El transformador puede ser uno común de los que se emplean para hacer fuentes de alimentación, solo que en este equipo lo usaremos inversamente. En vez de aplicar tensión en el devanado de 220v y retirarla por el de 18v lo que haremos es ingresar la tensión por el devanado de 18v y retirarla por el de 220v. En realidad los cálculos de este elemento dan como necesario un bobinado de 220v y otro de 9.3v+9.3v, pero como no es común este tipo de valores hemos implementado uno de 9+9 que es muy habitual en los comercios. Dado que esto genera algo mas de 220v si quiere puede emplear un transformador de 10+10 (que también está disponible) pero la tensión generada, alimentando el conjunto con 12v será de 204v. Ud. decide. En nuestro caso empleamos el de 9+9. La capacidad del mismo debe ser de 100VA

Los transistores de salida deben ser colocados sobre disipador de calor. Respetar las potencias de los resistores en los casos que sea indicado. Comprobar la posición de los diodos y capacitores electrolíticos. Utilizar cables de sección adecuada para la conexión de la batería. Cables demasiado delgados pueden causar caídas de tensión o funcionamiento errático. Una buena alternativa para comprobar el funcionamiento visualmente es colocar un indicador de neón en la salida de 220V. Así, solo cuando el sistema trabaje adecuadamente el indicador brillará.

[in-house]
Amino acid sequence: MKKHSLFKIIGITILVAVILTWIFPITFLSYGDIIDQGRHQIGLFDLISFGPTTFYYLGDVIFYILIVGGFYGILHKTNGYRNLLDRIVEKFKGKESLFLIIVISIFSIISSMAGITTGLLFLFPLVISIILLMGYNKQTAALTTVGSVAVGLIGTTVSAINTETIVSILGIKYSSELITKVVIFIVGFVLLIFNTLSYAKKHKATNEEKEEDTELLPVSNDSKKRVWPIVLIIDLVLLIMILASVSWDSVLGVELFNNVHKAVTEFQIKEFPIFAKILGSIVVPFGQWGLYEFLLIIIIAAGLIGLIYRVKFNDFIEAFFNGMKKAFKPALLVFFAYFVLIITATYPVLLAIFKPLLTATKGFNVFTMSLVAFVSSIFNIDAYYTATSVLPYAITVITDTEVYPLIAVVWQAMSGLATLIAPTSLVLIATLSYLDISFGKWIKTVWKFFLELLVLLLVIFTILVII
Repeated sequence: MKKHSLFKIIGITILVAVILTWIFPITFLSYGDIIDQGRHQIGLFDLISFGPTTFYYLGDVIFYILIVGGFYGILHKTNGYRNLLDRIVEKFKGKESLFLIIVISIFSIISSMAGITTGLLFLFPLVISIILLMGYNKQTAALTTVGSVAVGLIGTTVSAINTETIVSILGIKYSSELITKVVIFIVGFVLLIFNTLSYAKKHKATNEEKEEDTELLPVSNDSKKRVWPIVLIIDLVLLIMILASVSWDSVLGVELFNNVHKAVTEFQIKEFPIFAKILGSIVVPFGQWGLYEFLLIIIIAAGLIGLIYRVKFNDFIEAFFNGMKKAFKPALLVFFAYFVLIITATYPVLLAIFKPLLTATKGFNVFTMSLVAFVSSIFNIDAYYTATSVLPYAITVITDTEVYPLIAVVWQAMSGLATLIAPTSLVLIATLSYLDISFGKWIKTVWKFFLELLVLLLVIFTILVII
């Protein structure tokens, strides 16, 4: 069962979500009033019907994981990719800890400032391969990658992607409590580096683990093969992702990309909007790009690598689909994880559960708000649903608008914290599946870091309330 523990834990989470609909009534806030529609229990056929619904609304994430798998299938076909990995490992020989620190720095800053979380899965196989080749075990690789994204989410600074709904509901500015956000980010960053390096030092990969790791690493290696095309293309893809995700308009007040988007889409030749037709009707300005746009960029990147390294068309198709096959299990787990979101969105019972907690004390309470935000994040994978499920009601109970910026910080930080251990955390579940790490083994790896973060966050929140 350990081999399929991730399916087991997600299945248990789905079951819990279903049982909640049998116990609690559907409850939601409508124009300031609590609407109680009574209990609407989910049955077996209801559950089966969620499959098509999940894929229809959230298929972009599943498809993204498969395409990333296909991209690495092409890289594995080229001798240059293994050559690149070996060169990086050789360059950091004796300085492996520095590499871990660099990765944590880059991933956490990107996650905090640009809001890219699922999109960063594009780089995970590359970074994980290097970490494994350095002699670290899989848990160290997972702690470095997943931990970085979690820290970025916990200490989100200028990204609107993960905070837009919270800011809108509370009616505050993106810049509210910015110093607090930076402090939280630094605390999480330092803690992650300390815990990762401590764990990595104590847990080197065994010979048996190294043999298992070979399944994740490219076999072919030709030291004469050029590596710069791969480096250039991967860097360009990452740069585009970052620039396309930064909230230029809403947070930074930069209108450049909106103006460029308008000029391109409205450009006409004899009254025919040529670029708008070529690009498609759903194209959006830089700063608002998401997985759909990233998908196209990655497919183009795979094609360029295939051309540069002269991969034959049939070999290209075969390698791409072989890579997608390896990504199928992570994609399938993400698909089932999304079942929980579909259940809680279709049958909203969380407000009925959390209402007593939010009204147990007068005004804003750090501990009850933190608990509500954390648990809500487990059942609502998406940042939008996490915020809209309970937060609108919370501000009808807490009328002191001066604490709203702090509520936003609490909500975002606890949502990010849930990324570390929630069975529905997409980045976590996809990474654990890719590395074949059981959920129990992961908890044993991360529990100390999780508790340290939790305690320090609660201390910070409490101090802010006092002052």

Calibración: Basta con alimentar el sistema y colocar un frecuencímetro ú osciloscopio en la salida del trafo. Girar el preset de 50K ubicado en el 4047 hasta que la frecuencia medida sea de 50Hz. Luego de esto la calibración habrá concluido. Simple.

IMPORTANTE:
Este equipo genera corriente alterna cuya forma de onda es cuadrada. Esto es así porque los transistores están dispuestos en corte / saturación. Esto no presenta problemas para los equipos resistivos, como soldadores, lámparas o fuentes. Pero equipos de TV o grabadoras de vídeo que empleen como referencia la frecuencia y onda de la red pueden no funcionar correctamente.